There’s another risk inherent in this approach: that sales teams will become so caught up in efficiency that they overlook the strategic advantages of AI. In its Deep Sales Playbook survey of more than 1,500 sellers, LinkedIn found that only 31% used AI to identify at-risk deals. Only 26% used it to prioritize leads, and only 24% used it to forecast. For context, 38% used it to “create efficiencies in their sales process.” Sales leaders are less comfortable using AI for higher-level strategic purposes such as improving forecast accuracy and identifying at-risk deals, preferring to play in lower-stakes areas like time savings and productivity. By doing so, they’re leaving money on the table.

The promise of AI for sales leaders goes far beyond time savings, email generation, or creating that perfect graphic for your social selling efforts. Organizations focused on sustainable, predictable growth must choose to tap into AI’s most promising capabilities by thoughtfully selecting tools that fit their strategic priorities. The smartest revenue leaders know they need to build a sales strategy that leverages AI and machine learning to reinforce successful sales methodologies to win more and win more often. These tools don’t just save time; they increase revenue intelligence to help sellers ensure that every second of the time they do spend goes to the right place.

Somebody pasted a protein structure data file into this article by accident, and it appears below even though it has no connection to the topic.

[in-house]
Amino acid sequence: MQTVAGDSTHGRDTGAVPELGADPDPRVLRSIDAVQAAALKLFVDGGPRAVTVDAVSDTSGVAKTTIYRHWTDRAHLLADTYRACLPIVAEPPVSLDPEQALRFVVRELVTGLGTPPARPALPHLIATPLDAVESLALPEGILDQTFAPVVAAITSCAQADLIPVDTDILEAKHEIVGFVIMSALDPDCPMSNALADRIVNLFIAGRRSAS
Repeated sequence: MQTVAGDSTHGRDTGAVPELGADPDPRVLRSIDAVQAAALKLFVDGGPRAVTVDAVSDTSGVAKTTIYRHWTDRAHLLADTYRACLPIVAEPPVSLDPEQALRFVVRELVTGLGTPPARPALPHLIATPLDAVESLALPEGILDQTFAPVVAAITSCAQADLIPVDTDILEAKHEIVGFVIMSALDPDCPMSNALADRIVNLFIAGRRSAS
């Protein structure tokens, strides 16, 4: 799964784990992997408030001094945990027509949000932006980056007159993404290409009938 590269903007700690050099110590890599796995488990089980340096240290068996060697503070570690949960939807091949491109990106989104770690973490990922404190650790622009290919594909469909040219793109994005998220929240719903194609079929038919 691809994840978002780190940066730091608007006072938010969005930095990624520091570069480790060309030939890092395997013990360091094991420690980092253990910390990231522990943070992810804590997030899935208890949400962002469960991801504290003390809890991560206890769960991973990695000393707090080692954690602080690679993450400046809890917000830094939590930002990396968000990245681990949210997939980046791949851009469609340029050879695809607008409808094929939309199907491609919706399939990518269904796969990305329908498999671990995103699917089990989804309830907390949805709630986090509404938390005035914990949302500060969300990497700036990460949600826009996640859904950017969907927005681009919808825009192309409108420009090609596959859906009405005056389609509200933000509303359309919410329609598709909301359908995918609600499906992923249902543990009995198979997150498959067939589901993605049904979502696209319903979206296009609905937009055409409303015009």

Tapping Into AI’s True Power

Top priorities:

  • Improving pipeline generation and performance
  • Improving customer retention
  • Delivering on new growth initiatives
  • Increasing sales rep productivity
  • Aligning GTM teams

Top Initiatives:

  • Reducing the time spent on administrative tasks
  • Improving revenue data quality and completeness
  • Upleveling the team’s skills and competencies
  • Enhancing executive visibility into GTM activities and data
  • Exploring AI to enhance current revenue tech stacks

Yet together, those priorities and initiatives suggest a clear path forward for proactive sales leaders: Focusing on AI that supports greater revenue intelligence.